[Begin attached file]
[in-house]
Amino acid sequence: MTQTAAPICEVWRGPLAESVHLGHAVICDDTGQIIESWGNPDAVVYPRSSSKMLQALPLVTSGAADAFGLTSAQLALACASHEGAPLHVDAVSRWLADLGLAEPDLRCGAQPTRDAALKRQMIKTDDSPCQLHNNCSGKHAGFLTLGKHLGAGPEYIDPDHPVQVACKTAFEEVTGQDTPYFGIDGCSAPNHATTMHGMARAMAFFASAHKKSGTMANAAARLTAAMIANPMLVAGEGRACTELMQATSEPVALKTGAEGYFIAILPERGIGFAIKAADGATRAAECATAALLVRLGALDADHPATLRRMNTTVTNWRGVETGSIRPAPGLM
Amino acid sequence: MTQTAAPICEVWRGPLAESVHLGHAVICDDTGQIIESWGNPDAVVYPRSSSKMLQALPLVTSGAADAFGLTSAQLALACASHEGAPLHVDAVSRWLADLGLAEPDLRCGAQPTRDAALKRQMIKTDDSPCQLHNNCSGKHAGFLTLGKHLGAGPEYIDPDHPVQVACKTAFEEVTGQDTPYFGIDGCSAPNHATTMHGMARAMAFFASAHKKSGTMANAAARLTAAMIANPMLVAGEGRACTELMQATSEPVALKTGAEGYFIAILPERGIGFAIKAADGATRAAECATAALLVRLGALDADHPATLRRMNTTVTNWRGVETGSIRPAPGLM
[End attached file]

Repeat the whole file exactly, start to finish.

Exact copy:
[in-house]
Amino acid sequence: MTQTAAPICEVWRGPLAESVHLGHAVICDDTGQIIESWGNPDAVVYPRSSSKMLQALPLVTSGAADAFGLTSAQLALACASHEGAPLHVDAVSRWLADLGLAEPDLRCGAQPTRDAALKRQMIKTDDSPCQLHNNCSGKHAGFLTLGKHLGAGPEYIDPDHPVQVACKTAFEEVTGQDTPYFGIDGCSAPNHATTMHGMARAMAFFASAHKKSGTMANAAARLTAAMIANPMLVAGEGRACTELMQATSEPVALKTGAEGYFIAILPERGIGFAIKAADGATRAAECATAALLVRLGALDADHPATLRRMNTTVTNWRGVETGSIRPAPGLM
Amino acid sequence: MTQTAAPICEVWRGPLAESVHLGHAVICDDTGQIIESWGNPDAVVYPRSSSKMLQALPLVTSGAADAFGLTSAQLALACASHEGAPLHVDAVSRWLADLGLAEPDLRCGAQPTRDAALKRQMIKTDDSPCQLHNNCSGKHAGFLTLGKHLGAGPEYIDPDHPVQVACKTAFEEVTGQDTPYFGIDGCSAPNHATTMHGMARAMAFFASAHKKSGTMANAAARLTAAMIANPMLVAGEGRACTELMQATSEPVALKTGAEGYFIAILPERGIGFAIKAADGATRAAECATAALLVRLGALDADHPATLRRMNTTVTNWRGVETGSIRPAPGLM